Anne Eakin Moss is an Assistant Professor in the Department of Comparative Thought and Literature (formerly The Humanities Center) at The Johns Hopkins University in Baltimore, Maryland, where she teaches courses in Russian literature, cinema, film theory and feminist theory. She received her PhD in Slavic Languages and Literatures from Stanford University and has held postdoctoral positions at Harvard University and Johns Hopkins. Her book Only Among Women: Philosophies of Community in the Russian Imagination, 1860-1940 will be forthcoming from Northwestern University Press in 2019. An article from her second book project “The Permeable Screen: Stalinist Cinema and the Fantasy of No Limits” will appear in the journal Screen in Winter 2018. Among her recent publications is “A Woman with a Movie Camera: Chantal Akerman’s Essay Films” published in The Essay Film: Dialogue, Politics, Utopia, Caroline Eades and Elizabeth Papazian, eds. (Wallflower, 2016). Dr. Eakin Moss is also the Co-Editor of Modern Language Notes Comparative Literature Issue (Johns Hopkins University Press). Dated from 2019
Fields of research
Film and media theory, Russian cinema, the essay film, feminist and gender theory, philosophies of community
IKKM Research Project
The Permeable Screen: Communist and Capitalist Film Fantasies, 1927-1940
My project aims for a sustained investigation of the ontological regime manifested and created by Stalinist cinema in comparison with Western cinema in the 1930s. Broadly, my book project aims to show how media, and the cinema screen in particular, generates a relationship to the spectator that organizes and re-organizes their experience of the ordinary and the material world, both in its technological and biological aspects. While Soviet avant-garde cinema of the 1920s employed self-referential techniques of montage, disruption and attraction to shock and estrange the viewer, thereby to bring him or her to revolutionary consciousness, Socialist Realist films of the 1930s aimed to immerse their viewers in a vision of Soviet utopia, ensuring their sympathy and emotional investment. The very interface of the screen in Stalinist cinema establishes a profoundly different relationship between worlds than Hollywood cinema from the same era. Combining both close and aggregative examination of films from the Soviet Union from 1927-40, I show how direct address, gesture, metacinematic expression, special effects, framing, mirroring and other deictic operations establish a very different picture of operative ontology and the phenomenon of film as medium than the view so often composed from Western cinema alone. In turn I consider the implications of this comparative picture of operative ontologies in media to contemporary debates about expanded cinema, particularly 3-D cinema and virtual reality, but also issues of interface and digital imaging.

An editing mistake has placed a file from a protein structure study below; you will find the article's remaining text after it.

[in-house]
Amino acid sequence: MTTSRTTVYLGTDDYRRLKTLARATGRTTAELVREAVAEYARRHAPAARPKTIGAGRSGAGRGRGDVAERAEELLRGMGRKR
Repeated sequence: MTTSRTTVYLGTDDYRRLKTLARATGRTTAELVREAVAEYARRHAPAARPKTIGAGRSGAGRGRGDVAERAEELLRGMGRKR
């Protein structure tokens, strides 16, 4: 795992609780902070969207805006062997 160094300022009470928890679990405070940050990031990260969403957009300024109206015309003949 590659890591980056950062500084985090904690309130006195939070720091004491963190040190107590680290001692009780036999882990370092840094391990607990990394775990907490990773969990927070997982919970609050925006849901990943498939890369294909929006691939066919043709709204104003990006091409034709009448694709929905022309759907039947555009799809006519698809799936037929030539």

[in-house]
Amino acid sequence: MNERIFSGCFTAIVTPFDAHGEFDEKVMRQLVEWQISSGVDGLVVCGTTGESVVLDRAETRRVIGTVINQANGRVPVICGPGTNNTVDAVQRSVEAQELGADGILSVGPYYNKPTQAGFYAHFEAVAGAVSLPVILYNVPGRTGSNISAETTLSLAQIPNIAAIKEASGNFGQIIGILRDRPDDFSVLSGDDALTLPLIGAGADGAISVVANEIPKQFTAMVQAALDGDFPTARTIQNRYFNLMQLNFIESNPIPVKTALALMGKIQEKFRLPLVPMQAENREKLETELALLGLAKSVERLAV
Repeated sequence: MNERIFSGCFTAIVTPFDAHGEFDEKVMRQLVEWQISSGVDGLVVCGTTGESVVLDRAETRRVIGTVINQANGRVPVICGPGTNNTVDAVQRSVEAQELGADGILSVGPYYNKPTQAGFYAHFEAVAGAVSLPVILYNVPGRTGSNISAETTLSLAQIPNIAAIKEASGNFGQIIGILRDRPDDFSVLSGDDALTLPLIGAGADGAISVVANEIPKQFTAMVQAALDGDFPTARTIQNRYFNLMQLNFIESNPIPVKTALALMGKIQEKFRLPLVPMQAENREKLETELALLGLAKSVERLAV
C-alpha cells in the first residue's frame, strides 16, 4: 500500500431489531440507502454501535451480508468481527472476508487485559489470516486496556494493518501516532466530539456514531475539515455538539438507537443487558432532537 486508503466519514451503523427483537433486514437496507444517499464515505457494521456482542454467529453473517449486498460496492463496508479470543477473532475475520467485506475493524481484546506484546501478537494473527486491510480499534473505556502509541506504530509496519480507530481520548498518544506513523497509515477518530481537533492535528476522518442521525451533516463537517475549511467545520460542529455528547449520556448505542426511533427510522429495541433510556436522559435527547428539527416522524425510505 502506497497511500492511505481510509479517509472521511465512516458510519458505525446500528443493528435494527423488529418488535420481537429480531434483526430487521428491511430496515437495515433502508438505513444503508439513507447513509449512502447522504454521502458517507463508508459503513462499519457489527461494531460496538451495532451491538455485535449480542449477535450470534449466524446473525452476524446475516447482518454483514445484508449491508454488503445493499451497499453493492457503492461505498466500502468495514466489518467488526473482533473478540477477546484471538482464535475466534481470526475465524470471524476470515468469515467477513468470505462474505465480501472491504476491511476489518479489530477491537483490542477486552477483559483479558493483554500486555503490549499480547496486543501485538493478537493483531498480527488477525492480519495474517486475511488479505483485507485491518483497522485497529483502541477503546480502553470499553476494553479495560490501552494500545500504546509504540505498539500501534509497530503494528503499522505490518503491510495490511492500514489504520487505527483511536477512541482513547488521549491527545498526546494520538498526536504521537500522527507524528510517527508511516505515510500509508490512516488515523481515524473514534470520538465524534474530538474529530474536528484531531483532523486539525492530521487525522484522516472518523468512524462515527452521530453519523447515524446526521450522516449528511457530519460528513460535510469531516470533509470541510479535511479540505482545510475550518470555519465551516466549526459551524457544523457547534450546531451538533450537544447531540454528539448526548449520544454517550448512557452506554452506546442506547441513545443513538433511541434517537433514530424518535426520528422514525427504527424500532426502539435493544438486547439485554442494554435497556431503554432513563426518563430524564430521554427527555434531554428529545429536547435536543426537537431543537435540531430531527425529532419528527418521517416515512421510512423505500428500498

My research in Soviet cinema theory and stylistics during and after the transition to sound cinema strives to make a crucial intervention into the understanding of cinema as an experience and particularly the screen as its means of transmission, support, or constraint in the age of expanded cinema and new media. Today’s technological and stylistic move to immersive and ubiquitous cinematic experience, simultaneous with film theory’s turn away from narrative and semiotic readings of film, and towards focus on affect, the haptic, and the somatic effects of cinema, have led some critics to propose the advent of a “post-medium condition,” of which the permeable screen might be seen as symptomatic. If the cinema screen today has meaning at all, it serves less as a formal problem with which to engage like the fourth wall, and rarely as an index or register of light on celluloid film, but instead creates an environment, generating an atmosphere shared with the spectator, or an interface, offering a point of interaction. I argue that Stalinist cinema, in its production, sense-making and reception generated a mode of existence that opens new ways of thinking about media today.
“The Permeable Screen: Stalinist Cinema and the Fantasy of No Limits,” forthcoming Screen 59/4 (Winter 2018).
“The Woman with a Movie Camera: The Essay Films of Chantal Akerman” in Elizabeth Papazian & Caroline Eades, eds., The Essay Film: Dialogue, Politics, Utopia (Wallflower Press 2016), 167-191.
“Stalin’s Harem: The Spectator’s Dilemma in 1930’s Soviet Film,” Studies in Russian and Soviet Cinema Vol. 3, No. 2 (2009): 157-172.
“Tolstoy’s Politics of Love: ‘That passionate and tender friendship which exists only among women,’” Slavic and East European Journal Vol. 53, No. 4 (Winter 2009): 566-586.